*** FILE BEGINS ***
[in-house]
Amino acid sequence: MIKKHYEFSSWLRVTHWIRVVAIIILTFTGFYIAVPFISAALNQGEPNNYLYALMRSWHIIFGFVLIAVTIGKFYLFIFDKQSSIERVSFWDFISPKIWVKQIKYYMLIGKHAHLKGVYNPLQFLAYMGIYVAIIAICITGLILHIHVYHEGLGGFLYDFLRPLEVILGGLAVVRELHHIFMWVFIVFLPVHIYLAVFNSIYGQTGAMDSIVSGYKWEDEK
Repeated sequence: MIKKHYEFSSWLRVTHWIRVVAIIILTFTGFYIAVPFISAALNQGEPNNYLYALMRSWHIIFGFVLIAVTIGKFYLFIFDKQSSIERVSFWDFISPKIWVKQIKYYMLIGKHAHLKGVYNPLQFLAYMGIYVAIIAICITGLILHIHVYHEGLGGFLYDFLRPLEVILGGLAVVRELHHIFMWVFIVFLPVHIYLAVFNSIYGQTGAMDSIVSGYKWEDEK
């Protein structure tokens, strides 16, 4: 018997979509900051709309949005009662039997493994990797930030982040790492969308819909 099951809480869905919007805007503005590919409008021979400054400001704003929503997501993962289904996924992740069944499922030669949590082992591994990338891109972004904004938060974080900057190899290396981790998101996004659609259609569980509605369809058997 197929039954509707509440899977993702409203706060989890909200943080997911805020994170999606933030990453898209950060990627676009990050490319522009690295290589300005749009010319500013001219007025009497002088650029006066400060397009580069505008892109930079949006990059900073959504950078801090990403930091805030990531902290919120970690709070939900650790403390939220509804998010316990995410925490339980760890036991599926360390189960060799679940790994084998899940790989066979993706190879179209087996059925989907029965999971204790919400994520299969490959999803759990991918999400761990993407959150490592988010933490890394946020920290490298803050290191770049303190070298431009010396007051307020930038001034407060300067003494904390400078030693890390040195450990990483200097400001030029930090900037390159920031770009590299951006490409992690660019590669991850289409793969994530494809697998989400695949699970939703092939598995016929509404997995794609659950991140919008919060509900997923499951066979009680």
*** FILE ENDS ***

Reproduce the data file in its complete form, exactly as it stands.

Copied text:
[in-house]
Amino acid sequence: MIKKHYEFSSWLRVTHWIRVVAIIILTFTGFYIAVPFISAALNQGEPNNYLYALMRSWHIIFGFVLIAVTIGKFYLFIFDKQSSIERVSFWDFISPKIWVKQIKYYMLIGKHAHLKGVYNPLQFLAYMGIYVAIIAICITGLILHIHVYHEGLGGFLYDFLRPLEVILGGLAVVRELHHIFMWVFIVFLPVHIYLAVFNSIYGQTGAMDSIVSGYKWEDEK
Repeated sequence: MIKKHYEFSSWLRVTHWIRVVAIIILTFTGFYIAVPFISAALNQGEPNNYLYALMRSWHIIFGFVLIAVTIGKFYLFIFDKQSSIERVSFWDFISPKIWVKQIKYYMLIGKHAHLKGVYNPLQFLAYMGIYVAIIAICITGLILHIHVYHEGLGGFLYDFLRPLEVILGGLAVVRELHHIFMWVFIVFLPVHIYLAVFNSIYGQTGAMDSIVSGYKWEDEK
């Protein structure tokens, strides 16, 4: 018997979509900051709309949005009662039997493994990797930030982040790492969308819909 099951809480869905919007805007503005590919409008021979400054400001704003929503997501993962289904996924992740069944499922030669949590082992591994990338891109972004904004938060974080900057190899290396981790998101996004659609259609569980509605369809058997 197929039954509707509440899977993702409203706060989890909200943080997911805020994170999606933030990453898209950060990627676009990050490319522009690295290589300005749009010319500013001219007025009497002088650029006066400060397009580069505008892109930079949006990059900073959504950078801090990403930091805030990531902290919120970690709070939900650790403390939220509804998010316990995410925490339980760890036991599926360390189960060799679940790994084998899940790989066979993706190879179209087996059925989907029965999971204790919400994520299969490959999803759990991918999400761990993407959150490592988010933490890394946020920290490298803050290191770049303190070298431009010396007051307020930038001034407060300067003494904390400078030693890390040195450990990483200097400001030029930090900037390159920031770009590299951006490409992690660019590669991850289409793969994530494809697998989400695949699970939703092939598995016929509404997995794609659950991140919008919060509900997923499951066979009680």